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Do population trends in adolescent electronic cigarette use coincide with changes in prevalence of cigarette smoking?

Kristjansson, Alfgeir L.; Allegrante, John P.; Sigfusson, Jon; Sigfusdottir, Inga Dora

Adolescents who initiate electronic cigarette (EC) use without having ever used tobacco are more likely than those that have not initiated EC use to try cigarette smoking over time. However, whether rates of EC use coincide with cigarette smoking rates at the population level remains unknown. This study aimed to compare trends in ever, current, and daily use of EC and cigarette smoking among adolescents in Iceland from 2015 to 2018. We analyzed four waves of pooled cross-sectional population-based school survey data with students enrolled in the 8th, 9th and 10th grades in the national Icelandic school system (n = 42,440, boys = 50.1%). Response rates ranged between 83.3% and 86.0%. Findings for 8th, 9th, and 10th grade students, and the combined sample, revealed a consistent pattern: prevalence of cigarette smoking either remained unchanged or decreased minimally over the study period. In the combined sample rates of ever smoking remained between 9 and 10% during the entire study period, whereas the prevalence of daily cigarette smoking was around 1%. The use of EC increased 2- to 3-fold in all age groups. Ever use increased from 12% to roughly 30% in the combined group and daily use increased from about 2% to 6% during the same period. We conclude that the prevalence of adolescent cigarette smoking in Iceland remained mostly unchanged between the years 2015 and 2018, whereas EC use increased exponentially during the same period. The prevalence of EC use now far outweighs cigarette smoking in 8th-10th grade youth in Iceland.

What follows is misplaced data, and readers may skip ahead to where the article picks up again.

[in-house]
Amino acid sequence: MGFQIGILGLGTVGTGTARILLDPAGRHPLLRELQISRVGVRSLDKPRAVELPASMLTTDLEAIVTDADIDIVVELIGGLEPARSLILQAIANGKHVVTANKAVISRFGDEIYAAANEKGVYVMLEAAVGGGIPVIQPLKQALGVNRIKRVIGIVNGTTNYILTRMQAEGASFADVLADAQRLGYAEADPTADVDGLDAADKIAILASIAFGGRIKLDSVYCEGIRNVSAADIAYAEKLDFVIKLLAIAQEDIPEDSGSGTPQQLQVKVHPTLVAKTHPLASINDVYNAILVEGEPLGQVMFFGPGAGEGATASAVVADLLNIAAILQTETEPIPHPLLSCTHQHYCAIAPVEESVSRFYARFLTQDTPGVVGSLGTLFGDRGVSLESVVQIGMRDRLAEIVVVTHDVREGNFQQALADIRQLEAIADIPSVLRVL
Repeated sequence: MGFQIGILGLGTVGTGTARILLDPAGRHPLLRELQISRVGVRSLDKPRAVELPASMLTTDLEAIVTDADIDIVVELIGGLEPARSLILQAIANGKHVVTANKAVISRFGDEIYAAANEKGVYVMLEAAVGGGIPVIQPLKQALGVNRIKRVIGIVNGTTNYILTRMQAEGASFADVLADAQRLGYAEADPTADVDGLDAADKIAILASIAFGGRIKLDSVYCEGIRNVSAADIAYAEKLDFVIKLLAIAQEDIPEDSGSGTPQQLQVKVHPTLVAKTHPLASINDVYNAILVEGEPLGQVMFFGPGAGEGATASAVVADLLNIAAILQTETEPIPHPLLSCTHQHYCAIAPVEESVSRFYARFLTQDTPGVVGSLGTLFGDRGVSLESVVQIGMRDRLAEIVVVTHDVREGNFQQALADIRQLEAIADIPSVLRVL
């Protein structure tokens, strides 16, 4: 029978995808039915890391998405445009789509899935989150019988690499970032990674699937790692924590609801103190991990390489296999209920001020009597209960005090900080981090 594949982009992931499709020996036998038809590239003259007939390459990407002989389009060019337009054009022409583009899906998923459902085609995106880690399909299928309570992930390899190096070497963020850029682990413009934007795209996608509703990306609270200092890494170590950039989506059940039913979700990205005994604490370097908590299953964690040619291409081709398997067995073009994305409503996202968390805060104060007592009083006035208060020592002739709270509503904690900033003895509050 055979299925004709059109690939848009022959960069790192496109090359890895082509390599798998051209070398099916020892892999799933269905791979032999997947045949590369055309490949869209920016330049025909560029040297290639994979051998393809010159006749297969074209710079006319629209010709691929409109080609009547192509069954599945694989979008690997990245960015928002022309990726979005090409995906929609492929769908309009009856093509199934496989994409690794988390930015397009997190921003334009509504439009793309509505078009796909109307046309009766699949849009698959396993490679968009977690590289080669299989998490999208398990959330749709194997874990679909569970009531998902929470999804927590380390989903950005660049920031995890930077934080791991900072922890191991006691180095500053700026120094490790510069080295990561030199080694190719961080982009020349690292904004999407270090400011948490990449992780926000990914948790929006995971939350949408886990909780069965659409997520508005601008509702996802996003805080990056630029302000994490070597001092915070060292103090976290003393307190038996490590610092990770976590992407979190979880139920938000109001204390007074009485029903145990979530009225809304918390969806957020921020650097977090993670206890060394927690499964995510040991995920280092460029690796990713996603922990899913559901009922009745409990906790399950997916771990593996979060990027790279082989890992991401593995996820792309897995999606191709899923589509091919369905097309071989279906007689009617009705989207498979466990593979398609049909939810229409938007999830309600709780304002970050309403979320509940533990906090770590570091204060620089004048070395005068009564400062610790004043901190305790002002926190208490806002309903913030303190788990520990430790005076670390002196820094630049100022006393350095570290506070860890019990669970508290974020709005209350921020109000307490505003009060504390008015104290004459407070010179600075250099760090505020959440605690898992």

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Health and Behavior Studies
Published Here
February 19, 2020

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KEYWORDS: Adolescents; Electronic cigarettes; Iceland; Population trends; Primary prevention